WebRTC 2.0 is required if it’s to be truly disruptive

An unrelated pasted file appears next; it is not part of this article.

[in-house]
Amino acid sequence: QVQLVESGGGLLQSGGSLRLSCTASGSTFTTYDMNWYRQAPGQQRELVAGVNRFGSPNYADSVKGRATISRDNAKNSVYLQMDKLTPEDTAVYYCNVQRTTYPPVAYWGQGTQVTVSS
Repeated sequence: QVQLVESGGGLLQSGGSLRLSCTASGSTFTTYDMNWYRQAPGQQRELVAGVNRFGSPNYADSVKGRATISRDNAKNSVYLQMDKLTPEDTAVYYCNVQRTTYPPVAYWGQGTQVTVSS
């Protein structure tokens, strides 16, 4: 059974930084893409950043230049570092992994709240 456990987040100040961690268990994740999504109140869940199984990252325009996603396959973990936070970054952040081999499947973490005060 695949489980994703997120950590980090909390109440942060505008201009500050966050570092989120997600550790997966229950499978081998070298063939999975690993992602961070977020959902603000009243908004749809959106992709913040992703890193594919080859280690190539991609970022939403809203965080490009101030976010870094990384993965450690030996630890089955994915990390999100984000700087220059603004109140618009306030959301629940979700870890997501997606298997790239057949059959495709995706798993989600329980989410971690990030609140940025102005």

WebRTC (Web real-time-communication) is one of the hot topics being discussed on the conference circuit this year. WebRTC debuted in 2011 as a Google initiative and is seen by many experts as the next big thing in the IT space. WebRTC brings real-time communication capabilities into the web browser which, for example, allows users to make a voice or a video calls without the need for additional software or plugins. While WebRTC has the ability to drive change in both the Telco and IT domain, it’s not ready yet and more development is required to tap its full potential. I’ve participated in a number of conferences covering WebRTC to follow both the technical as well as the service offering developments. Many interesting use-cases have been presented; however, the number of real-world deployments is still quite small and not growing as quickly as it was assumed by the market one year ago. In my view WebRTC is a great idea, as it can enrich web devices with real-time communication capabilities, but it’s had a difficult start. For example there are varying opinions about the decision of not standardizing the signalling part. I don’t really share the view that leaving the signalling framework open to the developers is driving innovation, especially not when some aspects are still mandated such as using the Session Description Protocol (SDP) protocol. On the media side, which is actually the main focus of WebRTC, the various discussions about the supported media formats (CODECS) – for video is still ongoing – haven’t helped to drive acceptance in the market. As a result transcoding is required, which I believe should be avoided as its expensive and impacting quality. On the implementation side the main issue with WebRTC is the web browser support: Apple’s Safari and Microsoft’s IE still don’t support WebRTC, and for those which do, the user experience is far from perfect due to ongoing instability and usability issues. Whilst quality is improving on PC platforms, the situation on mobile devices still looks challenging. In my view we need more focus on WebRTC 2.0, which I was expecting to hear more about during the conferences. I’m still convinced WebRTC is a great idea but I also believe a V2 is needed soon: the situation around signaling and the media formats need to be clarified. Object RTC (ORTC – an alternative WebRTC programming interface which would help to make the communications control more flexible) is certainly one of many projects pointing in the right direction, and could also help in convincing Microsoft and Apple to embrace this technology. Although WebRTC has had a challenging start I still think it is one of the best things to happen to the telco sector for quite a while, namely because it has raised interest for voice services in the web developer community, who are bubbling over with ideas for its application. Independently of opportunities or threats, I believe WebRTC has the potential to positively influence the overall communications sector allowing for a much closer integration of voice and video with data services.